Men with Flowers
As a female photographer, I find it easier to make portraits of women - I understand women's bodies, and I'm not concerned making a woman look powerful because femininity is not associated with "power." Making portraits of men has, at times, been more difficult for me. Many men guard themselves - unwilling to expose themselves in poses that may rob them of their masculinity. Furthermore, as a female, I feel powerless with many men - strong, masculine figures have dominated much of my experience - from my family of origin with a stern father and three older brothers to my adult romantic life with a history of broken relationships with controlling men. However, I yearn for male companionship - my best friends are male.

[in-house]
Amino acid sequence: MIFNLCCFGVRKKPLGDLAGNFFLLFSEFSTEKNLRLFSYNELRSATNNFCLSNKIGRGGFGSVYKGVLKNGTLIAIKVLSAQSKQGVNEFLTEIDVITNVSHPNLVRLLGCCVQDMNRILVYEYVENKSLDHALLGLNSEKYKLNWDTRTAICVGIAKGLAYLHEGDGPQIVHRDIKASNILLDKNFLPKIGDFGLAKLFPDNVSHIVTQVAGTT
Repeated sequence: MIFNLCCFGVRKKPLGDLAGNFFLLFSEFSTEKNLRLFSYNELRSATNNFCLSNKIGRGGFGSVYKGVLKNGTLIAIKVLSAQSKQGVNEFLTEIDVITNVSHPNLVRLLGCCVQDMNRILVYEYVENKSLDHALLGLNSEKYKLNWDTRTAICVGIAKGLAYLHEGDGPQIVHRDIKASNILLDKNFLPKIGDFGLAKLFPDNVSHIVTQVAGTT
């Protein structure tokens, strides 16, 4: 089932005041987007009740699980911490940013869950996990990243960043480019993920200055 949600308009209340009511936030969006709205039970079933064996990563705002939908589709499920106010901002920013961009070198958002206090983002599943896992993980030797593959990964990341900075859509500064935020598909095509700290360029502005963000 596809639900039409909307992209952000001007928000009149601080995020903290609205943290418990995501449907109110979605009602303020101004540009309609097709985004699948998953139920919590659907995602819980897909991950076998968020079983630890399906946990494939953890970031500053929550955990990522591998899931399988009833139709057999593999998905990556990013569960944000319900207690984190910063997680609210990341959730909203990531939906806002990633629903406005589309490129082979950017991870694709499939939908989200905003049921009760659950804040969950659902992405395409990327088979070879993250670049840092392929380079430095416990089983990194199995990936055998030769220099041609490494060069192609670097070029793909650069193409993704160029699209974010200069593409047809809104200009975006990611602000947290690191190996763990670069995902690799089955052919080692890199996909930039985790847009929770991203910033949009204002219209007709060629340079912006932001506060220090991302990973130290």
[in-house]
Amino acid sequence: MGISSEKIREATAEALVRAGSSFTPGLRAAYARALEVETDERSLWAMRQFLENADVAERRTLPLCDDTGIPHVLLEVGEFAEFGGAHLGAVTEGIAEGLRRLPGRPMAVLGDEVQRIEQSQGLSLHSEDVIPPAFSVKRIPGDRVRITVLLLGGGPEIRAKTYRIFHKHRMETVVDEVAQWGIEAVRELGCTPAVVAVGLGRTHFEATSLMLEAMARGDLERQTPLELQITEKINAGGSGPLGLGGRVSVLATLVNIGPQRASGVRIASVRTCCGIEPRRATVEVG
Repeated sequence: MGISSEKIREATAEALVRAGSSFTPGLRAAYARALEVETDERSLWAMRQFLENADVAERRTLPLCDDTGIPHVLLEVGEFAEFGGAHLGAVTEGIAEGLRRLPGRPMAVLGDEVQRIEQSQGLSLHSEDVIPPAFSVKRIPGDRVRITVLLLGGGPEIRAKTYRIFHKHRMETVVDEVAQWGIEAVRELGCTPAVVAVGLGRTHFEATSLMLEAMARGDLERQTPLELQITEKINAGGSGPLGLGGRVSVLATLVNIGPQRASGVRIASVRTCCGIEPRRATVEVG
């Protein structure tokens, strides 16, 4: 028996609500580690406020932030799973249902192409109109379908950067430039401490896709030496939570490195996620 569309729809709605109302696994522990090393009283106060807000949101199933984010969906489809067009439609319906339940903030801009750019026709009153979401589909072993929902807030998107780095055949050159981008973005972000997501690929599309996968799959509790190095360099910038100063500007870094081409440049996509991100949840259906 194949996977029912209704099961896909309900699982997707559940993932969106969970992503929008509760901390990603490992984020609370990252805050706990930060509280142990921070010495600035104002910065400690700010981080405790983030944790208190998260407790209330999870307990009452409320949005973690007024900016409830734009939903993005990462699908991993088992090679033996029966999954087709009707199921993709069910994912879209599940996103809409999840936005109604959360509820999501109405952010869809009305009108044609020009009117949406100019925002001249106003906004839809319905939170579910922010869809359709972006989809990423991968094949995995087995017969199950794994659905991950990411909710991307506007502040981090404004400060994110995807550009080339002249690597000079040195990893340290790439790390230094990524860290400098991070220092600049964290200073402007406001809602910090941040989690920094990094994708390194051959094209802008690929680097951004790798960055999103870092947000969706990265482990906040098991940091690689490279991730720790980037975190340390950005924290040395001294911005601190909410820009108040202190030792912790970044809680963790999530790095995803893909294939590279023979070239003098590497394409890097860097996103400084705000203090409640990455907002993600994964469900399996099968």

Recently, I launched the series, Men with Flowers using men I know as subjects to investigate the potential power shift that can happen when men pose with flowers. To create this shift of power between my male subject and myself, I bring the man flowers which I specially select for him - the flowers signify a meaning within the relationship, or even allude to something I wish for him. Flowers are traditionally associated with femininity, and culturally, men give them to women as expressions, admiration, beauty, and love. The flowers he holds - sometimes clumsily, rejecting them slightly, or gesturing them back to me as if he brought them for me is entirely up to the subject. I don't intend to strip my models of their manhood, but only to see them in a different light, perhaps a softer side and in a way I never thought possible. The subject chooses whether to express his vulnerability or not - although essentially, the photographer has the power over the image; in this case, a female whose subjects are male friends, former boyfriends, brothers, an ex-husband, neighbors and acquaintances. At times, the dynamic is uncomfortable for me when I photograph men I have revered most of my life, and at other times, I'm surprised by the exchange and how confidently a man can hold a bouquet without questioning his masculinity. Ultimately, the goal for the project Men with Flowers is to question - why don't we as a culture, allow men to be seen as vulnerable in the world?